Shamima Begum should be allowed to return to the UK to challenge the decision to withdraw British nationality, the Court of Appeal found.
Begum, now 20, was one of three schoolgirls who left London to join the Islamic State group in Syria in 2015.
His nationality was revoked by the Interior Ministry for security reasons after being found in a refugee camp in 2019.
The Court of Appeal declared that she had not been heard fairly because she could not present her arguments from the Syrian camp.
The Interior Ministry said the decision was “very disappointing” and that it “would seek leave to appeal”.
The judgment means that the government must now find a way to allow the 20-year-old to appear in London court, even though he has repeatedly said that it would not help to keep her away from Syria.
Daniel Furner, Ms. Begum’s lawyer, said, “Ms. Begum never had a fair chance to tell her side of the story.
“She is not afraid to face British justice, she is delighted. But the withdrawal of citizenship without the possibility of erasing one’s name is not justice, it is the opposite. “
Responsibilities of the government to shirk
Human rights organization Liberty, which intervened in Ms. Begum’s appeal, welcomed the decision, saying that the right to a fair trial was “a fundamental part of our judicial system and that the equal access to justice should apply to all ”.
Freedom lawyer Katie Lines added: “Banning someone is the act of a government that shies away from its responsibilities and it is essential that cruel and irresponsible government decisions can be properly challenged and overturned” .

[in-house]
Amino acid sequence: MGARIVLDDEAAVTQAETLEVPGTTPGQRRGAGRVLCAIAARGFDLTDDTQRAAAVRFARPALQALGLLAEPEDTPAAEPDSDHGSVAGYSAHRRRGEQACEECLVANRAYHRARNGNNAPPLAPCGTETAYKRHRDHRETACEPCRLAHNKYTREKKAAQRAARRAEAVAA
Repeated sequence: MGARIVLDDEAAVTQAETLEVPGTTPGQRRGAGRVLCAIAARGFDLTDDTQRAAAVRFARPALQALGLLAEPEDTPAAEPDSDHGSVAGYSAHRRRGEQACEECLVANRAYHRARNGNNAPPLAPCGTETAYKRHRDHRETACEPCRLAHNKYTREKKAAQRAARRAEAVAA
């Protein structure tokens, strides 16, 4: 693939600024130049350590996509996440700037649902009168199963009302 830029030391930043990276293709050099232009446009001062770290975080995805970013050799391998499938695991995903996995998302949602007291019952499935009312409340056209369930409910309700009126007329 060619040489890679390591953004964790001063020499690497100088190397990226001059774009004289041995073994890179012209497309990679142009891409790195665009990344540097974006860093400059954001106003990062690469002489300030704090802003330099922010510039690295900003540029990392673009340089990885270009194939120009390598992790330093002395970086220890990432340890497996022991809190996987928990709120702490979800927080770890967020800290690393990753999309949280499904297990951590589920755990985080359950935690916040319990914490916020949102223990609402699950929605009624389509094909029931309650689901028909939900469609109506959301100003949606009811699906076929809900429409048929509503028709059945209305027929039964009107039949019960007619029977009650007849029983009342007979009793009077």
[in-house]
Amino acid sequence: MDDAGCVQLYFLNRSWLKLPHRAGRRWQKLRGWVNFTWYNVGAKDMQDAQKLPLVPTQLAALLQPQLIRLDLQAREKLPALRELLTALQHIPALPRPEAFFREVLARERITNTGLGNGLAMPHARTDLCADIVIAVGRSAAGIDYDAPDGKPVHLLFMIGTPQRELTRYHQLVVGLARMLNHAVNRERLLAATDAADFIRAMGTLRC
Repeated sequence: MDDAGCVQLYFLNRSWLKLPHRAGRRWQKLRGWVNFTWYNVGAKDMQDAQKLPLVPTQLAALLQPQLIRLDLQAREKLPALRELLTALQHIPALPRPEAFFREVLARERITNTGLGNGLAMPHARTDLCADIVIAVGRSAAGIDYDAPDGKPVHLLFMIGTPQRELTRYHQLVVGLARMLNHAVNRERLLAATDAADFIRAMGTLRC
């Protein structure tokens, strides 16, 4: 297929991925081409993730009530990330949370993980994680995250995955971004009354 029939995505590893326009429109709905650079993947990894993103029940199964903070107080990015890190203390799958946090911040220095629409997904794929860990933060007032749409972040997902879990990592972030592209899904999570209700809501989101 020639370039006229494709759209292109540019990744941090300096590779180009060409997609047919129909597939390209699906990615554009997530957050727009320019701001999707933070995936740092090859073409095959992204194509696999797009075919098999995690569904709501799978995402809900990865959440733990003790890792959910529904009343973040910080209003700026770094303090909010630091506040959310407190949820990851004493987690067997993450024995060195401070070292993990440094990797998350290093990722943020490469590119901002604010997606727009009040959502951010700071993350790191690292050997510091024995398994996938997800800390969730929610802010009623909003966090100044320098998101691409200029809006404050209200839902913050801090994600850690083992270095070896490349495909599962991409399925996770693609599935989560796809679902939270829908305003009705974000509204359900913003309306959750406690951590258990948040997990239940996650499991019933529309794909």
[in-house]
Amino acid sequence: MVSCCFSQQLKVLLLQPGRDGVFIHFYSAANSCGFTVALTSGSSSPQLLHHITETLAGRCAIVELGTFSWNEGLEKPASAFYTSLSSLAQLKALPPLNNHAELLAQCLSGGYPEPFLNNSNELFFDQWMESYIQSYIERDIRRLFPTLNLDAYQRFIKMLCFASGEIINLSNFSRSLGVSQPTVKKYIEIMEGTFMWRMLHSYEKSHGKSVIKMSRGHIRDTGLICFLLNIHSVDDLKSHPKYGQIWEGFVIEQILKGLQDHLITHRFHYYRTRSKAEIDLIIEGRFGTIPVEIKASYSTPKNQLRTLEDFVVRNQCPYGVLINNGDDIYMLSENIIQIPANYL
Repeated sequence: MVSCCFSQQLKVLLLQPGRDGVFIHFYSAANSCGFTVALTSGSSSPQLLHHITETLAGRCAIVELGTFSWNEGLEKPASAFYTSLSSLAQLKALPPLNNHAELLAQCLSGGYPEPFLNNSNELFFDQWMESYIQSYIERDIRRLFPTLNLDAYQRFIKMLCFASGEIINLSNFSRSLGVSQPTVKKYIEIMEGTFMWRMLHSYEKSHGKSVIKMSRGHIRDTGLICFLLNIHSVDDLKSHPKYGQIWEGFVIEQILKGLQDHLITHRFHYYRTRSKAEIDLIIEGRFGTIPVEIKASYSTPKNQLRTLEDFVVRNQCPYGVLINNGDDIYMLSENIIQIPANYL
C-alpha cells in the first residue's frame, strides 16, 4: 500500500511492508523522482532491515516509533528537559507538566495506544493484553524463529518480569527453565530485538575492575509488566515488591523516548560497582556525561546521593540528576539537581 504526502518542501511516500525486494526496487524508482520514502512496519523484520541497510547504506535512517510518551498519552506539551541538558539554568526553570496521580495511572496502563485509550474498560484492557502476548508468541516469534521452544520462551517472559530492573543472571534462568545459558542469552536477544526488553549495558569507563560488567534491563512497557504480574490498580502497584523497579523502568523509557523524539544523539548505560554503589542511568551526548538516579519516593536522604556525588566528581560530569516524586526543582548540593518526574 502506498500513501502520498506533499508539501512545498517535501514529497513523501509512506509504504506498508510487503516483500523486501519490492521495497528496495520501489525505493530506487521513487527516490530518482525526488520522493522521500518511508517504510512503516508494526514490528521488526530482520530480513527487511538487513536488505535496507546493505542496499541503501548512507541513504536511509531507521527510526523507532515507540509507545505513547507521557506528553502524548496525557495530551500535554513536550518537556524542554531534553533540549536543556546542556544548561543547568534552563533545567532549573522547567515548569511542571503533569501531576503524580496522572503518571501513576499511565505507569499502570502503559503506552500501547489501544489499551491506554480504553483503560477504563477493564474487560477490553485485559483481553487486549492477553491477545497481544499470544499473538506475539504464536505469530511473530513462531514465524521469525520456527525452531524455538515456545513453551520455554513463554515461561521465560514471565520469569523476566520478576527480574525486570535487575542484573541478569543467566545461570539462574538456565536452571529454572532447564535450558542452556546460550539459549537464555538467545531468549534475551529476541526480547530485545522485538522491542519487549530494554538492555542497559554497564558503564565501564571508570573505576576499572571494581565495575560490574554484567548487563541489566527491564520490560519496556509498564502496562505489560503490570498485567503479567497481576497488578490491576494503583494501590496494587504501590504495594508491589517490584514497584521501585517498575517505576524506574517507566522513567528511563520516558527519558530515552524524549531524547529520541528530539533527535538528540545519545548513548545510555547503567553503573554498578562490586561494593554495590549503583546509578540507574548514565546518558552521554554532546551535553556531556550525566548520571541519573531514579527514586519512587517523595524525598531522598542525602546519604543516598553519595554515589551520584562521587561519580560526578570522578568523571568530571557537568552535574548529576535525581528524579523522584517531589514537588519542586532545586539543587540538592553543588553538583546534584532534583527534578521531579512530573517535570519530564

Ms. Begum’s legal team challenged the government’s decision to revoke her citizenship on three grounds: he was illegal because he left her stateless; this exposed him to a real risk of death or inhuman and degrading treatment; and she was unable to effectively challenge the decision when she was not allowed to return to the United Kingdom.
Under international law, it is only legal to revoke a person’s citizenship if a person is entitled to the citizenship of another country.
In February, a court ruled that the decision to withdraw Ms. Begum’s nationality was legal because she was “a citizen of Bangladesh by descent” at the time.
She is said to claim Bangladeshi nationality through her mother.
Begum left Bethnal Green, east London, at the age of 15 for Syria in February 2015, with two classmates.
Within days, she crossed the Turkish border and finally reached ISIS headquarters in Raqqa, where she married a converted Dutch recruit. They had three children, all of whom have since died.